The Perception Of Quality And The Reimbursement Of Services

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How hospitals provide care has become as important as the care provided. This paper will establish the connection between the perception of quality and the reimbursement of services. Next, the impact of intradepartmental communication on patient care will be examined. Finally, this paper will attempt to demonstrate that the lessons from successful interim communications between departments can translate into an improved perception of quality during patient encounters.
Patients’ perception of quality and the impact on reimbursements CMS is one of the largest payers for medical service in United States. Up to 55% of all care provided is covered under the umbrella of Medicare or Medicaid (American Hospital Association, 2009). Operating
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This represents a substantial portion of a hospital’s operating margin which has forced a re-examination of the meaning of quality in health care. According to Ly et al. (2011), “lower margins are associated with lower quality of care.” Therefore, hospitals may be paid less due to subjective patient survey responses which may, in effect, lower quality further. Lower quality will then drive lower scores in a negative feedback loop. The health care industry can no longer measure quality based purely by patient outcomes. Under CMS regulations, quality is a product of both patient outcomes as well as the patient’s perception of how the services are provided, among other measures (Centers for Medicare and Medicaid Services, 2015). Therefore, the patient’s perception of quality can no longer be ignored. The patient’s perception of quality is influenced by the individual contacts made during a health care encounter. According to Johnson Thornton et al. (2011), “… this study suggests that [social concordance] is positively associated with patient satisfaction with care.” Extending this reasoning beyond the physician-patient dyad, all health care employees who contact the patient in the system must be able to effectively communicate to a patient the nature and impact of their contact. Failure to do may harm the interpersonal perceptions formed by a patient during an encounter.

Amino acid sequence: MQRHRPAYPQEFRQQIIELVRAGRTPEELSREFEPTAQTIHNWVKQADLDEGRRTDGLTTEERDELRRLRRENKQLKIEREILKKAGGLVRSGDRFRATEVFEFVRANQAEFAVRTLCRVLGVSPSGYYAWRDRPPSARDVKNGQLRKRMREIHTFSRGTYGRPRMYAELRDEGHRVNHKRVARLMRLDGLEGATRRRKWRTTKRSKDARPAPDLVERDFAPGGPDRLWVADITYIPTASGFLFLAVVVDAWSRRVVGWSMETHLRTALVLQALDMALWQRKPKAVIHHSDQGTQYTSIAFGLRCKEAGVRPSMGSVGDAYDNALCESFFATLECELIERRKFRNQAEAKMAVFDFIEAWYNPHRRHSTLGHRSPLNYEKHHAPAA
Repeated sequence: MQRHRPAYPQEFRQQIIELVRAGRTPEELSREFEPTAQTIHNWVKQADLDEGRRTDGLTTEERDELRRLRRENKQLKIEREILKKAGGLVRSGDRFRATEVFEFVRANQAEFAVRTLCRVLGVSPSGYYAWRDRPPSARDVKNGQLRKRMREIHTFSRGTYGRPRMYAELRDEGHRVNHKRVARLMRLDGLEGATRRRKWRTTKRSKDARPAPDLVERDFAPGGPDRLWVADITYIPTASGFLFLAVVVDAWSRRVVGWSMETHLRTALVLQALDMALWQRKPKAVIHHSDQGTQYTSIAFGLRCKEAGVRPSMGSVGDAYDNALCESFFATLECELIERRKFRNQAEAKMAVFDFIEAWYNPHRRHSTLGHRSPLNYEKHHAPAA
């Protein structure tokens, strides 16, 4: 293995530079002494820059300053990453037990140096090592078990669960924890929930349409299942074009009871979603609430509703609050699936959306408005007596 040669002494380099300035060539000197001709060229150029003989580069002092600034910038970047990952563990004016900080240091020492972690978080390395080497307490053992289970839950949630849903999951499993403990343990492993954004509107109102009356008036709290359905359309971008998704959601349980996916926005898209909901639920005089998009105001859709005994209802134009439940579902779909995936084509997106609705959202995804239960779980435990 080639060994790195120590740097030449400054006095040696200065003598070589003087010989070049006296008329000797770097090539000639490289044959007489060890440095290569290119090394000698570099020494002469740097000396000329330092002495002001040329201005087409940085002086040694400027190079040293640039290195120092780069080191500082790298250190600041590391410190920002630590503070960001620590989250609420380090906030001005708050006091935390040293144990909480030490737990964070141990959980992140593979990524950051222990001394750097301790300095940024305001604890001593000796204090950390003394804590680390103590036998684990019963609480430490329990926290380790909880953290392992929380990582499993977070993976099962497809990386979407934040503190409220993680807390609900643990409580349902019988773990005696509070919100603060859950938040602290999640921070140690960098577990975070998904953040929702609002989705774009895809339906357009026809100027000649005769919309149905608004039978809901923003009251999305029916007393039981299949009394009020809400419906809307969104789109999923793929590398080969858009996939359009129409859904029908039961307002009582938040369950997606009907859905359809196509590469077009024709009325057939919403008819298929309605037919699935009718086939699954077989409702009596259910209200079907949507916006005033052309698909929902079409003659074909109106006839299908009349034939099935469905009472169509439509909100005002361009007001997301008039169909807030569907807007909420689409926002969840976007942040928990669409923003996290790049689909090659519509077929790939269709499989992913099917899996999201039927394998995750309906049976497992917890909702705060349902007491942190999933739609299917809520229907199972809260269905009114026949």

Communication
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